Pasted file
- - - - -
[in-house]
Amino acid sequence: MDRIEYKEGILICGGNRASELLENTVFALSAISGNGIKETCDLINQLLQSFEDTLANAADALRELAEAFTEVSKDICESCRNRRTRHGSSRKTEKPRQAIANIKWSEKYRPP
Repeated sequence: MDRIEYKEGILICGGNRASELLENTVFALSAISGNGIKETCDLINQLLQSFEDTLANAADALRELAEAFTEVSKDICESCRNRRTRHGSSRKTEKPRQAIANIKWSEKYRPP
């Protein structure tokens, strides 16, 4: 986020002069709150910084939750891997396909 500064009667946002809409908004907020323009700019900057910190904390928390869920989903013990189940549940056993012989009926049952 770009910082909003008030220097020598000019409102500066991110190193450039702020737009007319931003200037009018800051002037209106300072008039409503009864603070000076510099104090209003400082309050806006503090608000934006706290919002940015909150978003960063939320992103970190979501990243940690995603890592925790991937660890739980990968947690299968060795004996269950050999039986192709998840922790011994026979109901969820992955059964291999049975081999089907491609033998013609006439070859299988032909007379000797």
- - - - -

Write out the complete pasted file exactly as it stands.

[in-house]
Amino acid sequence: MDRIEYKEGILICGGNRASELLENTVFALSAISGNGIKETCDLINQLLQSFEDTLANAADALRELAEAFTEVSKDICESCRNRRTRHGSSRKTEKPRQAIANIKWSEKYRPP
Repeated sequence: MDRIEYKEGILICGGNRASELLENTVFALSAISGNGIKETCDLINQLLQSFEDTLANAADALRELAEAFTEVSKDICESCRNRRTRHGSSRKTEKPRQAIANIKWSEKYRPP
């Protein structure tokens, strides 16, 4: 986020002069709150910084939750891997396909 500064009667946002809409908004907020323009700019900057910190904390928390869920989903013990189940549940056993012989009926049952 770009910082909003008030220097020598000019409102500066991110190193450039702020737009007319931003200037009018800051002037209106300072008039409503009864603070000076510099104090209003400082309050806006503090608000934006706290919002940015909150978003960063939320992103970190979501990243940690995603890592925790991937660890739980990968947690299968060795004996269950050999039986192709998840922790011994026979109901969820992955059964291999049975081999089907491609033998013609006439070859299988032909007379000797």